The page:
December 15, 2017
Christmas is the most anticipated season in the Philippines. The fact that we start celebrating it as early as the first of September gives you a clear clue about how much we value it. By this time, it is not uncommon to see houses so brightly lit with parols hanging by the windows or porches, and Christmas lights tracing roofs, doors, and fences, as though stars had fallen down from heaven.
Mind you, this is also the season where people brave the horrendous Edsa traffic, going to and from the malls. We even go as far as shopping in the Divisoria jungle, if only to cross out every name on our lengthy Christmas list – family, teachers, classmates, friends, all included! And when the Christmas parties start, you realise how many subsets of people you will actually have to feast with over puto bumbong, bibingka, quezo de bola, hamon and fruitcake. (I’m starving just at the thought of it!) From the sights, smell, taste and the joyous sounds of the season–like waking up to the sound of your neighbor’s rendition of Jose Mari Chan Christmas songs–I’d say that nothing beats the joy this Pinoy kind of Christmas brings to our hearts.
But on top of this happy chaos of the season, we also can never close our eyes to the families we see living underneath the Edsa overpass, nor to the street kids constantly risking their lives jumping in and out of jeepneys to sing carols for some coins we can spare. We have our brothers and sisters in Marawi who are trying to rebuild their homes and lives at this time, as well as those who have experienced typhoons and calamities this year. The truth is that we don’t need to look very far to see that while the season calls for celebration, some of us just cannot do so because of different reasons. Maybe they are experiencing depression, the loss of a loved one, faith broken because of unanswered prayers, deferred hope for things that didn’t happen, doubts, discouragements, fear. How can we even think of partying when these things are happening in our midst?
Though I think there won’t be any all-encompassing answer for us, I take comfort in looking at the life of Mary before she conceived Jesus, right through the time when he was born.
Mary, a young virgin betrothed to her fiancé Joseph, received news that she was to become pregnant by the power of the Holy Spirit. Now how does one react to something like that? How does one deal with something that was seen as so scandalous back then, that one could be stoned to death for immorality? I would probably panic if I were in Mary’s shoes, but she, on the other hand, responded in humility and took the posture of a servant.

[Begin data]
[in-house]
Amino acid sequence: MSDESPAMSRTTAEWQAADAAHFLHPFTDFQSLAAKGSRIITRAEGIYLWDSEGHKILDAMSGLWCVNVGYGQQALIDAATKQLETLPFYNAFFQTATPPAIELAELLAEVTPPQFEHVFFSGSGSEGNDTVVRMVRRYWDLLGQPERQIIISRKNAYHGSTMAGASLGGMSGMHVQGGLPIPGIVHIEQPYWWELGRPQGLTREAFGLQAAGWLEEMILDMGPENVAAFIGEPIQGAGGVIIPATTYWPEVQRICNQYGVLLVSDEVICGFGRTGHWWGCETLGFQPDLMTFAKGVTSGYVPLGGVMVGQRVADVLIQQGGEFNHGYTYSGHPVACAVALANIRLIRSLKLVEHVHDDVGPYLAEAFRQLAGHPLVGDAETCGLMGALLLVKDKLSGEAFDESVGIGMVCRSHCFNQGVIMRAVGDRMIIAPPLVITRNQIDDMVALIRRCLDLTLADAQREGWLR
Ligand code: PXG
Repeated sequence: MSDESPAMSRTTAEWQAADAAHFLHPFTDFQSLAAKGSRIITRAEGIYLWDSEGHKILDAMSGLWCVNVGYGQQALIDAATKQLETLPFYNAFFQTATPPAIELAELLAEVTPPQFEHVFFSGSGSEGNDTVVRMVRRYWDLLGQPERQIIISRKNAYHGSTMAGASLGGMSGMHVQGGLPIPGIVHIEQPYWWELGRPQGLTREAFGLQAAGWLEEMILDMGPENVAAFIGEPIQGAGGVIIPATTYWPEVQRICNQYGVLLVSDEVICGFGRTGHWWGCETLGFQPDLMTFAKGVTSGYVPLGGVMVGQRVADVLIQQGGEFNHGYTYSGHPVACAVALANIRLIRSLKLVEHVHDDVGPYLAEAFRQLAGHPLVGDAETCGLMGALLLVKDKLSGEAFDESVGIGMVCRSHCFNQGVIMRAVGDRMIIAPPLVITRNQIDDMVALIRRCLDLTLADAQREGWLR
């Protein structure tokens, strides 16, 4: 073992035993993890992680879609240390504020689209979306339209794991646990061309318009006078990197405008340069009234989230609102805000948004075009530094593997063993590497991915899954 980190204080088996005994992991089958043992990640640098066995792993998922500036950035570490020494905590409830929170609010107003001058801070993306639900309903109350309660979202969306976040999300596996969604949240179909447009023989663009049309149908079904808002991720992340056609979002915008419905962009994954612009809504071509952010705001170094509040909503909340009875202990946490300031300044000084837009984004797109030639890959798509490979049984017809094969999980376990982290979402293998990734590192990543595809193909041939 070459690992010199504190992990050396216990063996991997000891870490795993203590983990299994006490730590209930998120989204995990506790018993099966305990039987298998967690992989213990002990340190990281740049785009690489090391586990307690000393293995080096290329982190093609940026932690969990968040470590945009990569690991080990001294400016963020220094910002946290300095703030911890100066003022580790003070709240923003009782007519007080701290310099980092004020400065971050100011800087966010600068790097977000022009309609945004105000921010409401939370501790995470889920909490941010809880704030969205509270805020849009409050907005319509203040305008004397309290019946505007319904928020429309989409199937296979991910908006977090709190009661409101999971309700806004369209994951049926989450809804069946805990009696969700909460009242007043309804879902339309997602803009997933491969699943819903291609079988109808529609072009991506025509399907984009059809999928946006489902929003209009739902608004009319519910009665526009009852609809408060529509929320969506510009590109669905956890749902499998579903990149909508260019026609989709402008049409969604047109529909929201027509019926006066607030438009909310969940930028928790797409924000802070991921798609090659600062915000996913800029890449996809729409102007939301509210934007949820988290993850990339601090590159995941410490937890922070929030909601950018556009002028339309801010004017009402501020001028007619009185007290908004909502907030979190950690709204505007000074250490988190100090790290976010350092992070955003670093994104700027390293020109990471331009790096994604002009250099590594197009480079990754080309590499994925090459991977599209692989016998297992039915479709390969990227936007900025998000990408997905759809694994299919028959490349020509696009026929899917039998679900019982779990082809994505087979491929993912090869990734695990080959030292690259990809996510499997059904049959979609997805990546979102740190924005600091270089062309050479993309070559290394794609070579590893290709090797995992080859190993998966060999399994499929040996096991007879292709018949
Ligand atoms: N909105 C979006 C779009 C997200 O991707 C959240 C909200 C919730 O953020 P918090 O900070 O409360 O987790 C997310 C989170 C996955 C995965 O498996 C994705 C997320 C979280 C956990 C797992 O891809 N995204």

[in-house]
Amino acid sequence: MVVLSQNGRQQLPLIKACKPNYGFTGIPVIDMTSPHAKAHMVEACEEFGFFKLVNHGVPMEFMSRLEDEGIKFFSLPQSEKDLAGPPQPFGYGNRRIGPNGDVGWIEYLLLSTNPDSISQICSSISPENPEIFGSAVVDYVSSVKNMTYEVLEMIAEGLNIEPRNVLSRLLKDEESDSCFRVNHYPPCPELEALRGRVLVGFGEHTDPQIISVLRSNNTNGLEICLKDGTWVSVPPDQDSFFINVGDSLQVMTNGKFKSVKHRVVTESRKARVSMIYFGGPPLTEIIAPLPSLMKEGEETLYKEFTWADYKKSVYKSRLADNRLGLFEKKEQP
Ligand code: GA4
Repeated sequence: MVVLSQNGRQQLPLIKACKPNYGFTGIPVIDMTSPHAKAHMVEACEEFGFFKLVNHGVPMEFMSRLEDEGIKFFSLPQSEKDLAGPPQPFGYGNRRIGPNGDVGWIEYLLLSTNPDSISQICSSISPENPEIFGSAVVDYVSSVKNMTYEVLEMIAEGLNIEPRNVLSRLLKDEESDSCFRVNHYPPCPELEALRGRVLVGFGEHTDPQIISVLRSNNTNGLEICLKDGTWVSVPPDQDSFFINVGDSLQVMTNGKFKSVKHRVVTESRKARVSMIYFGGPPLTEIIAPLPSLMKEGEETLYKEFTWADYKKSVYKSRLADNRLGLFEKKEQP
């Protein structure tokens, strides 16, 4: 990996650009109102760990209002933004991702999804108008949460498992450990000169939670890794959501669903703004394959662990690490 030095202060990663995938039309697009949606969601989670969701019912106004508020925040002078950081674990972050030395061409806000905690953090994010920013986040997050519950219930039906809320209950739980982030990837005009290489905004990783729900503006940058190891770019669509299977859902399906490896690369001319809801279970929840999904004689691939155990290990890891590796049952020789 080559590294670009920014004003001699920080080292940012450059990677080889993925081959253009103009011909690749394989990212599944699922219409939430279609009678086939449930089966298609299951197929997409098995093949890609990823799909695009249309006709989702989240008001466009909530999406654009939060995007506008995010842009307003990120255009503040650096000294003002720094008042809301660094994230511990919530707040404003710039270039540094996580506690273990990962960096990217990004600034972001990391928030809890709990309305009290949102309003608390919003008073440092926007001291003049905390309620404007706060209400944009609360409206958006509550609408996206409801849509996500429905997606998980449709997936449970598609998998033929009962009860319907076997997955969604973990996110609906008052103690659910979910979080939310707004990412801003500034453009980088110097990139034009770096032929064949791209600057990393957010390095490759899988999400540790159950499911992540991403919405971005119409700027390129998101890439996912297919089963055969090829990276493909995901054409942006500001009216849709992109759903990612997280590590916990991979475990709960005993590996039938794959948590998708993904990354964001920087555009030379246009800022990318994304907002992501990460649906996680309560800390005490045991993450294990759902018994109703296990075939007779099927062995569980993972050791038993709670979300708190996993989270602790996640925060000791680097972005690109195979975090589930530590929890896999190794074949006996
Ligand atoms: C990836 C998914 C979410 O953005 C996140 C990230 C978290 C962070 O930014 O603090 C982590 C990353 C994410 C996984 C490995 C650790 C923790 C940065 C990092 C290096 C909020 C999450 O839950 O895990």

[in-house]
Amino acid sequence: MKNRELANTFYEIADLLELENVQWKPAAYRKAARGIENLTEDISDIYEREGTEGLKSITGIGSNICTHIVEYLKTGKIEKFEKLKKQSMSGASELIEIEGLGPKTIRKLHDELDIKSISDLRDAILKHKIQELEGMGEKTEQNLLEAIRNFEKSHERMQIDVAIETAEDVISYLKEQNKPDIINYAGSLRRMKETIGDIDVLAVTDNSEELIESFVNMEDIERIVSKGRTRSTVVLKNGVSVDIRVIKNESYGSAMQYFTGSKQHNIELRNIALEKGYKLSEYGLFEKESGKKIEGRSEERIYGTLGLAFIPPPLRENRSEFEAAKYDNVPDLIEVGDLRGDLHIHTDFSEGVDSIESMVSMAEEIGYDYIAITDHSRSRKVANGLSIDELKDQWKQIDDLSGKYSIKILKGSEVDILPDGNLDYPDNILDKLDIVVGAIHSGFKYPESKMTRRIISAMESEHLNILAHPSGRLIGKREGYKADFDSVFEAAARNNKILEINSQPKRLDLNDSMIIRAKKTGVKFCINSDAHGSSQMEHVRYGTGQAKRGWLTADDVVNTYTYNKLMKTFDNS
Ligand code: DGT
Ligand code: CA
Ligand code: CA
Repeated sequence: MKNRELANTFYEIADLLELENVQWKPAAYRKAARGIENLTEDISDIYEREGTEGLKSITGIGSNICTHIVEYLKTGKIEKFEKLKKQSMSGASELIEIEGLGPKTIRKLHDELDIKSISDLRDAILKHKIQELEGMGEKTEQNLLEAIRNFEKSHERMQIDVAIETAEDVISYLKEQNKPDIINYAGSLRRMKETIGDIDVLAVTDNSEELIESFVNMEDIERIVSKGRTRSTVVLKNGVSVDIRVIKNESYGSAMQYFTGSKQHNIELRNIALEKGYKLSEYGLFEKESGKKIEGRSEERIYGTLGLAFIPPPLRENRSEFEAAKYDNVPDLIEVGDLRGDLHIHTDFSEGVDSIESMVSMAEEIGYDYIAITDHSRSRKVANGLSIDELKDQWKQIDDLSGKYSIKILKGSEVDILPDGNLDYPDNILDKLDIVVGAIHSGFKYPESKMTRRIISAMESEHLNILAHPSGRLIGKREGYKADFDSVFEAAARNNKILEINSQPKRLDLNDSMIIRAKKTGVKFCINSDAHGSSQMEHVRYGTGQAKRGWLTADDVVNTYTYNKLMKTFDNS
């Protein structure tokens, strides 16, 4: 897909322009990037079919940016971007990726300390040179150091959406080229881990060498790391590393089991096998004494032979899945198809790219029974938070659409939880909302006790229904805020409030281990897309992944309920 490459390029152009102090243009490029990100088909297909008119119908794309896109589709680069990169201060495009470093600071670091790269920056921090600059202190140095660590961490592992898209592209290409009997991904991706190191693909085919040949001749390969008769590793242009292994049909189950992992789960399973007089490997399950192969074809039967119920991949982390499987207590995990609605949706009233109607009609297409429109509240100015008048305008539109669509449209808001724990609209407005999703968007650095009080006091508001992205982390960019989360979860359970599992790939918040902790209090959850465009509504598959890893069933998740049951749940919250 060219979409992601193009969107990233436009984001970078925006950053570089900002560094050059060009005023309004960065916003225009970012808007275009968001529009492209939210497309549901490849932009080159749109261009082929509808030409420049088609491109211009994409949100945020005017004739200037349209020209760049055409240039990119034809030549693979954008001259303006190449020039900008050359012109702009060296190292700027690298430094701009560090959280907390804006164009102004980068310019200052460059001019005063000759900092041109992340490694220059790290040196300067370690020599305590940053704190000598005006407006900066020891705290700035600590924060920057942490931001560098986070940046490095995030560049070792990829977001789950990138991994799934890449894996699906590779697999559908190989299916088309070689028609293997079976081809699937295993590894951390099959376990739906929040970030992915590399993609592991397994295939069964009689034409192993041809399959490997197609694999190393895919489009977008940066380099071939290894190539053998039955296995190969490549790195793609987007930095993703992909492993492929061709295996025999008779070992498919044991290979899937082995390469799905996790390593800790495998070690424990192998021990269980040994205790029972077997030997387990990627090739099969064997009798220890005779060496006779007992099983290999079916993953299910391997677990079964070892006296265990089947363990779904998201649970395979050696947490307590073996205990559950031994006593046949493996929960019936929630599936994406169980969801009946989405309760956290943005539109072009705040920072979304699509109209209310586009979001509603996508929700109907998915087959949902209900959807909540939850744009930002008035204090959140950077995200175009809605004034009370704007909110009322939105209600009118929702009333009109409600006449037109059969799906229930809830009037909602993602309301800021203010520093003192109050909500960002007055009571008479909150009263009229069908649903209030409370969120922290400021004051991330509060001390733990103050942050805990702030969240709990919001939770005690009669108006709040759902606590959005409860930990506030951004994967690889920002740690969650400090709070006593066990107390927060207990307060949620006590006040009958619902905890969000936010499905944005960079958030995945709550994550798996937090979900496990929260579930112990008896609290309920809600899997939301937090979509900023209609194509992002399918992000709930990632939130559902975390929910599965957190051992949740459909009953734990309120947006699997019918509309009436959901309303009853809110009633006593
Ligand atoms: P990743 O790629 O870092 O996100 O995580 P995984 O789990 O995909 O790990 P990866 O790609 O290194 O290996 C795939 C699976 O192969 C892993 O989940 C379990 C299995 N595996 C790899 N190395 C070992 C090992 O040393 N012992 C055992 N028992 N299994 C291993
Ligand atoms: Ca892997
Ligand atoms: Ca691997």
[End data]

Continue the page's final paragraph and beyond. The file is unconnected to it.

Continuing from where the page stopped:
And Mary said, “Behold, I am the servant of the Lord; let it be to me according to your word.”
Not only that, but we can even see an evidence of joy. There was much of it that she could not help but burst into a song!
And Mary said, “My soul magnifies the Lord, and my spirit rejoices in God my Savior, for he has looked on the humble estate of his servant. For behold, from now on all generations will call me blessed;
I imagine the months leading to the birth of Jesus were challenging for Mary. The situation wasn’t normal, and it probably wasn’t filled with breakthroughs and answered prayers. Yet she rejoiced in what God has given on Christmas, the perfect picture of joy that is not based on our past and present circumstances, nor focused on the things we have or don’t have. This kind of joy is drawn from the knowledge of the ultimate sacrifice: God becoming man, that we may experience the salvation of our soul and spirit, born to defeat fear, shame, depression, oppression, poverty, and all the problems of the world, not just for this year or the next, but for all of eternity.
My prayer is that this truth will speak into our hearts and cause us to overflow with joy at the grace given for free. We were gifted with a personal Savior in Christ and though sad circumstances may remain, my hope is that God will strengthen us in glad anticipation for the redemption He promises of His children in a world steeped in brokenness and sin.
In this you rejoice, though now for a little while, if necessary, you have been grieved by various trials, so that the tested genuineness of your faith—more precious than gold that perishes though it is tested by fire—may be found to result in praise and glory and honor at the revelation of Jesus Christ. Though you have not seen him, you love him. Though you do not now see him, you believe in him and rejoice with joy that is inexpressible and filled with glory, obtaining the outcome of your faith, the salvation of your souls
(1 Peter 1:6-9)
And let me add that if we are near someone who is going through the most difficult time this Christmas, let us offer compassion and company. May we be led to share the joy we carry in our hearts, and give to those who may be having a hard time in finding it.